Tuesday, June 03, 2008


I went to see a special screening of Refusnik last night, with many former refusniks and American activist for Soviet Jews in attendance, the director, Laura Bialis was also there answering questions at the end of the film.
As a film, Refusniks is not breaking any new ground, in fact at times it felt choppy and crammed in with too many interviews and repeated archival footage. In fact Bialis admitted that she had a rough cut of about eight hours long and she mentioned she conducted close to 2,000 interviews. So it's understandable that she would want to put as much information as she could. I largely agree with Ty Burr's assessment of the movie,
The talking-head parade would dry the film right out if not for the startling, even amusing human drama that keeps poking through the historical fabric.
The human drama certainly does peek threw especially from the interviews of the Soviet dissedents, maybe I'm biased but I found their stories more compelling than the American counter parts (without who's efforts the refusniks would not have been released). Some of the stories struck a personal chord like refusing Jewish students entries into good Universities even if they were the top students in their class (like winning the gold medal that guaranteed you entrance into any University without being rejected from the University). My father was denied attendance to a University of choice even though he received a silver medal or my grandfather being fired because he was Jewish.

The most admirable aspect of the film is how it makes you aware of the people who paved the way for the massive immigration of a million Jews from the former Soviet Union, because of people like the ones featured in the film my family and I were able to leave the Soviet Union. Many Russian Jews who are in this country don't realize the debt they owe these people and take it for granted coming to Israel or America.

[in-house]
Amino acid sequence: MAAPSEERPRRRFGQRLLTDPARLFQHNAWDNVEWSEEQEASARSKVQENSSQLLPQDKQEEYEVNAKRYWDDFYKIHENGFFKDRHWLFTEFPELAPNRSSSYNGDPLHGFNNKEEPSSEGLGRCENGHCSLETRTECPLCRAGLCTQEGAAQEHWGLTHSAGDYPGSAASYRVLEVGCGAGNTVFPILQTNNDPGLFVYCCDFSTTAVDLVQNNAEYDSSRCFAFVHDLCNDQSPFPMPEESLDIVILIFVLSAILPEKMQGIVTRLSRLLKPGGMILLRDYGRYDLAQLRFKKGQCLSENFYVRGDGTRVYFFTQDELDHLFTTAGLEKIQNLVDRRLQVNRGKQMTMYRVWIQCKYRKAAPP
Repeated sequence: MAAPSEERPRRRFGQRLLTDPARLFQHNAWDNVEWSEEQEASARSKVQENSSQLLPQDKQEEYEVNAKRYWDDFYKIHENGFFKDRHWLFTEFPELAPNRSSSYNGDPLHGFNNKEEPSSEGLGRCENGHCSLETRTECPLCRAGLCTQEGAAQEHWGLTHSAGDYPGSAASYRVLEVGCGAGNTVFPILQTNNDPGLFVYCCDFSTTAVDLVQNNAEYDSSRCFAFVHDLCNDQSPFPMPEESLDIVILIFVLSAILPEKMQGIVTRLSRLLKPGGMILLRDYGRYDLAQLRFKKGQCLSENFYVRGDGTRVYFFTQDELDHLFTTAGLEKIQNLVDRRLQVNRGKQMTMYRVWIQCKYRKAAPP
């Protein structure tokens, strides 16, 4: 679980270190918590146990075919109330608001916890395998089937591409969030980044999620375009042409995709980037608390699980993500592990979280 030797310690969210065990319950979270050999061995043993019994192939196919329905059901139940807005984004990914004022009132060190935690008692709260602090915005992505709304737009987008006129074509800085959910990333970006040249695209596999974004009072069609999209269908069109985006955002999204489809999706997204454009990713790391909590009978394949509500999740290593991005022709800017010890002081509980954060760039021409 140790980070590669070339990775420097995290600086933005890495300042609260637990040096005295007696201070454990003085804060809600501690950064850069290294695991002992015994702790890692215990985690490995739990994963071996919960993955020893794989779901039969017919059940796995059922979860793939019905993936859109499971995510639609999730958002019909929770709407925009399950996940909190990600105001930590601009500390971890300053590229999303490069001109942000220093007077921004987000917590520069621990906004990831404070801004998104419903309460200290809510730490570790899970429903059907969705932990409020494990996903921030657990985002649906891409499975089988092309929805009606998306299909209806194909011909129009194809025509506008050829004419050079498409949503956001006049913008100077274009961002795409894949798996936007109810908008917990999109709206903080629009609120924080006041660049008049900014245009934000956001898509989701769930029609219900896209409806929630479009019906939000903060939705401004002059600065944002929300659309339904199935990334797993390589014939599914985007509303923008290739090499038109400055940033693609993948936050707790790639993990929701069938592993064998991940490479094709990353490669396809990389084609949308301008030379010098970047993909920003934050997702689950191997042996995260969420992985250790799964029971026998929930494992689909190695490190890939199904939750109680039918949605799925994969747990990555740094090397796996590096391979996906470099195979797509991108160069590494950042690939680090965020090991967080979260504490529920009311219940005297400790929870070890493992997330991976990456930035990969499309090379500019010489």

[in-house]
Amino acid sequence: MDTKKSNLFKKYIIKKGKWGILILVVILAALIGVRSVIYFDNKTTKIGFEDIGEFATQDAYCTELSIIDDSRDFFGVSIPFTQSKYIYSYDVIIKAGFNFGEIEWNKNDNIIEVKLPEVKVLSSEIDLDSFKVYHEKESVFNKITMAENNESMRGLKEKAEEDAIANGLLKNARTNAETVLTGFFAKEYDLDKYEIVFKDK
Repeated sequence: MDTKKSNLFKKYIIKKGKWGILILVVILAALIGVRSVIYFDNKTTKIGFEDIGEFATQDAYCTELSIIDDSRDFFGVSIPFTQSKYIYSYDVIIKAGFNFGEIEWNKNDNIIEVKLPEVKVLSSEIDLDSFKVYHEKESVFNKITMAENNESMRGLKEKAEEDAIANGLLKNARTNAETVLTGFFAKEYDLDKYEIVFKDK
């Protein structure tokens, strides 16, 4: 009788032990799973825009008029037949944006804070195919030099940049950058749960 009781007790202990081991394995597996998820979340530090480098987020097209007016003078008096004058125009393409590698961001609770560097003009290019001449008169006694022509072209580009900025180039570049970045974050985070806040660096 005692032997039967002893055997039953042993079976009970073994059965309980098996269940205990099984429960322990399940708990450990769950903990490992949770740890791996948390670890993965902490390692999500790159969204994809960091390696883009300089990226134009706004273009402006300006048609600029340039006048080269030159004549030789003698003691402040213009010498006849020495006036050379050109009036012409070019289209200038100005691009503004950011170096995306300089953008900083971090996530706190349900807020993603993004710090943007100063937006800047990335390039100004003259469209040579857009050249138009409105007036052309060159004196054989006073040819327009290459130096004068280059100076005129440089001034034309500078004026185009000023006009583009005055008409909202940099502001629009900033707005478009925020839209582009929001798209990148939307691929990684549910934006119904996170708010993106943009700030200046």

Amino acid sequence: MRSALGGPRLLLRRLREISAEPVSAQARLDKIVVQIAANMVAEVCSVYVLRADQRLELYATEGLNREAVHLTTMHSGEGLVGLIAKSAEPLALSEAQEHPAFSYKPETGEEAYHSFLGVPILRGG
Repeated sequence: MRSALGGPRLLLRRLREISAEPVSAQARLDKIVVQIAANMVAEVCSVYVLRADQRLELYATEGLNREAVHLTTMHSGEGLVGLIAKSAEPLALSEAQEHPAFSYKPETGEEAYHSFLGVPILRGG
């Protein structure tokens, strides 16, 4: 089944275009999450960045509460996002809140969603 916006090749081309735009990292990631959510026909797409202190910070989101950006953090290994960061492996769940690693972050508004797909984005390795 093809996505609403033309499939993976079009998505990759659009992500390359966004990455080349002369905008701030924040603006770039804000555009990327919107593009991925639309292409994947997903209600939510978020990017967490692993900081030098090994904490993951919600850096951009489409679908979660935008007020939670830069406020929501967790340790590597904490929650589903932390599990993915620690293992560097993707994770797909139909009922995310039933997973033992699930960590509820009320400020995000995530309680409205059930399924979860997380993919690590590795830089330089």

It also shows how important State of Israel was to Soviet Jews. It was a beacon of hope and place they could look to as their true homeland. There's a beautiful moment in the film when one of the refusniks describes waking up in Jerusalem for the first time and realizing that the nine years in exile and hard labor camp was worth the moment of seeing sun over the Old City. The movie also emphasizes what Jews can accomplish when they band together. There's an old joke that says something along the lines of: two Jews, three opinions. During the Q & A someone asked why Bialis why the film didn't mention that there was fractures in the Jewish advocacy in America, supposedly things were not all honkey dorie and sweet as it appears in the documentary. Bialis implied that it was a sub-plot at some point, but that it ended up on the cutting floor and also she wanted to convey the message of how the ultimate unity of American Jews brought on this monumental action.
In short I would recommend seeing it, the stories and images stick in your head. I was left feeling grateful that I live in America. Bialis also said that many people and stories did not make it into the film and that a project is in the works to archive and compile this information. Maybe a mini-series documentary. Definitely would be a great resource to have.

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